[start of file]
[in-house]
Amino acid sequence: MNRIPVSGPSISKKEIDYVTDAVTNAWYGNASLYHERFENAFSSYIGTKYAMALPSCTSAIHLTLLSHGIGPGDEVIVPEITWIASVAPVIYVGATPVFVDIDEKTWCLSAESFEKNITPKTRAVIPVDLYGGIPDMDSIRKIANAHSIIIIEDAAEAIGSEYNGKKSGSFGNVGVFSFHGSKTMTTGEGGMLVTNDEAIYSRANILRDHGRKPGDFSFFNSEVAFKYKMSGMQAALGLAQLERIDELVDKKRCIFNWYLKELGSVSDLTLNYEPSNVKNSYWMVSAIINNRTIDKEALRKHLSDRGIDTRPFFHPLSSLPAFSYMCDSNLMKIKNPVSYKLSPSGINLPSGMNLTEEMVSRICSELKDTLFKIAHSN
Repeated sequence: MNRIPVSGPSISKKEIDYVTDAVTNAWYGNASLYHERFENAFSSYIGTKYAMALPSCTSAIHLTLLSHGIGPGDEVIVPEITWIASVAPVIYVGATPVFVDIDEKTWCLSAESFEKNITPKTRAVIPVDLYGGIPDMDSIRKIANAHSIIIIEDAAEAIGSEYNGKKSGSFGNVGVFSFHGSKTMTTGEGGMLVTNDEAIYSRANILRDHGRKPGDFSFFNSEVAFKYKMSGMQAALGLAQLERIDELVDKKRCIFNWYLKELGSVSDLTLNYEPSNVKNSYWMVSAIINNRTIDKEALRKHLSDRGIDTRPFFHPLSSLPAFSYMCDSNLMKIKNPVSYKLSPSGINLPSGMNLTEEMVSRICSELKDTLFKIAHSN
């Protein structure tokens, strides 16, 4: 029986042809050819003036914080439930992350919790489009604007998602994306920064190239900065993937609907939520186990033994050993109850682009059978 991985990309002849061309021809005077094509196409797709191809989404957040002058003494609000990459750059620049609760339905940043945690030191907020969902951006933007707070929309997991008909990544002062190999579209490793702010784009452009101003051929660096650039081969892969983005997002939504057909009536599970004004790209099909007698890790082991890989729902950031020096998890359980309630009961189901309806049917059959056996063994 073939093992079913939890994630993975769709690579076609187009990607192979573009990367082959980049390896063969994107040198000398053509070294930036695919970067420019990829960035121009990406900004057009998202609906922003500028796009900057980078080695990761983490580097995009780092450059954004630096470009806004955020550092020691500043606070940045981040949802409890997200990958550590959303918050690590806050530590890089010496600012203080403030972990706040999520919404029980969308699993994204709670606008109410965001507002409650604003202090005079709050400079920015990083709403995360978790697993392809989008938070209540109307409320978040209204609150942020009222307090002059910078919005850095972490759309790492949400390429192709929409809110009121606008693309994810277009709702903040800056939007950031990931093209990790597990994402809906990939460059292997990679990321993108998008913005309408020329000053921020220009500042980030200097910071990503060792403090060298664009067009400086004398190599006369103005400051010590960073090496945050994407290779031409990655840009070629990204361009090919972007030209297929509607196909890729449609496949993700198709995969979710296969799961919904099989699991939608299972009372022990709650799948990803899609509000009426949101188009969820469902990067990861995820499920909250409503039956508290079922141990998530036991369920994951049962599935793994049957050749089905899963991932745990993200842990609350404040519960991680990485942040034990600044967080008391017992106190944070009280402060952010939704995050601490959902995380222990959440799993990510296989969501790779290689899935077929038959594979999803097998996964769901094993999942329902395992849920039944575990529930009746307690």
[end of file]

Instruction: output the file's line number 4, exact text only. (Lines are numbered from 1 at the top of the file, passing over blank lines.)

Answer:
């Protein structure tokens, strides 16, 4: 029986042809050819003036914080439930992350919790489009604007998602994306920064190239900065993937609907939520186990033994050993109850682009059978 991985990309002849061309021809005077094509196409797709191809989404957040002058003494609000990459750059620049609760339905940043945690030191907020969902951006933007707070929309997991008909990544002062190999579209490793702010784009452009101003051929660096650039081969892969983005997002939504057909009536599970004004790209099909007698890790082991890989729902950031020096998890359980309630009961189901309806049917059959056996063994 073939093992079913939890994630993975769709690579076609187009990607192979573009990367082959980049390896063969994107040198000398053509070294930036695919970067420019990829960035121009990406900004057009998202609906922003500028796009900057980078080695990761983490580097995009780092450059954004630096470009806004955020550092020691500043606070940045981040949802409890997200990958550590959303918050690590806050530590890089010496600012203080403030972990706040999520919404029980969308699993994204709670606008109410965001507002409650604003202090005079709050400079920015990083709403995360978790697993392809989008938070209540109307409320978040209204609150942020009222307090002059910078919005850095972490759309790492949400390429192709929409809110009121606008693309994810277009709702903040800056939007950031990931093209990790597990994402809906990939460059292997990679990321993108998008913005309408020329000053921020220009500042980030200097910071990503060792403090060298664009067009400086004398190599006369103005400051010590960073090496945050994407290779031409990655840009070629990204361009090919972007030209297929509607196909890729449609496949993700198709995969979710296969799961919904099989699991939608299972009372022990709650799948990803899609509000009426949101188009969820469902990067990861995820499920909250409503039956508290079922141990998530036991369920994951049962599935793994049957050749089905899963991932745990993200842990609350404040519960991680990485942040034990600044967080008391017992106190944070009280402060952010939704995050601490959902995380222990959440799993990510296989969501790779290689899935077929038959594979999803097998996964769901094993999942329902395992849920039944575990529930009746307690």